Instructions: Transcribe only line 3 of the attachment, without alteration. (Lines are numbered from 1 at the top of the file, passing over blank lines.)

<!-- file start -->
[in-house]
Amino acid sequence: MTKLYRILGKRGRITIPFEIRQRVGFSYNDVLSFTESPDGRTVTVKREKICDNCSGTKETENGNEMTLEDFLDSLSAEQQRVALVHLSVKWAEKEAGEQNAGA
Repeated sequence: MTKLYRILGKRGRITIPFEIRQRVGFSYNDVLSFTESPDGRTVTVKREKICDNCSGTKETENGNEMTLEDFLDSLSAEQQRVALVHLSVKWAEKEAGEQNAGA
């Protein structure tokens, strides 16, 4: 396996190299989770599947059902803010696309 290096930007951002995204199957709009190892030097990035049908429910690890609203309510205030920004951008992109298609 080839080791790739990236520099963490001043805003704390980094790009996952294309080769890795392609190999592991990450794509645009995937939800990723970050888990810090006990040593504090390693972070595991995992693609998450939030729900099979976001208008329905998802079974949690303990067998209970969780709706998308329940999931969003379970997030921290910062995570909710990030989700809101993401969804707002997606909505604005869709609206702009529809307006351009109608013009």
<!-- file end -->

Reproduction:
Repeated sequence: MTKLYRILGKRGRITIPFEIRQRVGFSYNDVLSFTESPDGRTVTVKREKICDNCSGTKETENGNEMTLEDFLDSLSAEQQRVALVHLSVKWAEKEAGEQNAGA